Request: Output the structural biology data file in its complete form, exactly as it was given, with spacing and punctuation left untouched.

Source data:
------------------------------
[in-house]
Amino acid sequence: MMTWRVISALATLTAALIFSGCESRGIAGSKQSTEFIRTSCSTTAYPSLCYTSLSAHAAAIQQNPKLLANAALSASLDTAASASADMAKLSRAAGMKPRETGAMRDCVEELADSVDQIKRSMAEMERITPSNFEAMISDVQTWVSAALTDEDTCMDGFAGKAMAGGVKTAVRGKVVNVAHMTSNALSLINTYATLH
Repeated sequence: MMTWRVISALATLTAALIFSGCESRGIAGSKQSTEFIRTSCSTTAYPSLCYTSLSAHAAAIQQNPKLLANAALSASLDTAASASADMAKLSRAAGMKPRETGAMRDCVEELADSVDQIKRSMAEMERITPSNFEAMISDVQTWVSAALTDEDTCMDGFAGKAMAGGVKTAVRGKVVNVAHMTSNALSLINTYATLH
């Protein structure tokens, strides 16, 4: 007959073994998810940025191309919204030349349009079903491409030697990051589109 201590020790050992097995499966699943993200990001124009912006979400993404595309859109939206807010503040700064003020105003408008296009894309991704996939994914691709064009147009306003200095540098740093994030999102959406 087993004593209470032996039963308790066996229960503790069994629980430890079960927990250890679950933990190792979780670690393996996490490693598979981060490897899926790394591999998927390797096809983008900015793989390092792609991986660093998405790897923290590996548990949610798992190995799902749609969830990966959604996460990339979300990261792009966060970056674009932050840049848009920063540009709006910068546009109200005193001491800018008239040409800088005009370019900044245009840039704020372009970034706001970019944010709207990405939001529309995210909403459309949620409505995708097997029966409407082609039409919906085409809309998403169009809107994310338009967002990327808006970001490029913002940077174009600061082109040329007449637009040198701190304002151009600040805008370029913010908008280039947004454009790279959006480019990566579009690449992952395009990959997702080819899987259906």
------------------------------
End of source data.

[in-house]
Amino acid sequence: MMTWRVISALATLTAALIFSGCESRGIAGSKQSTEFIRTSCSTTAYPSLCYTSLSAHAAAIQQNPKLLANAALSASLDTAASASADMAKLSRAAGMKPRETGAMRDCVEELADSVDQIKRSMAEMERITPSNFEAMISDVQTWVSAALTDEDTCMDGFAGKAMAGGVKTAVRGKVVNVAHMTSNALSLINTYATLH
Repeated sequence: MMTWRVISALATLTAALIFSGCESRGIAGSKQSTEFIRTSCSTTAYPSLCYTSLSAHAAAIQQNPKLLANAALSASLDTAASASADMAKLSRAAGMKPRETGAMRDCVEELADSVDQIKRSMAEMERITPSNFEAMISDVQTWVSAALTDEDTCMDGFAGKAMAGGVKTAVRGKVVNVAHMTSNALSLINTYATLH
């Protein structure tokens, strides 16, 4: 007959073994998810940025191309919204030349349009079903491409030697990051589109 201590020790050992097995499966699943993200990001124009912006979400993404595309859109939206807010503040700064003020105003408008296009894309991704996939994914691709064009147009306003200095540098740093994030999102959406 087993004593209470032996039963308790066996229960503790069994629980430890079960927990250890679950933990190792979780670690393996996490490693598979981060490897899926790394591999998927390797096809983008900015793989390092792609991986660093998405790897923290590996548990949610798992190995799902749609969830990966959604996460990339979300990261792009966060970056674009932050840049848009920063540009709006910068546009109200005193001491800018008239040409800088005009370019900044245009840039704020372009970034706001970019944010709207990405939001529309995210909403459309949620409505995708097997029966409407082609039409919906085409809309998403169009809107994310338009967002990327808006970001490029913002940077174009600061082109040329007449637009040198701190304002151009600040805008370029913010908008280039947004454009790279959006480019990566579009690449992952395009990959997702080819899987259906």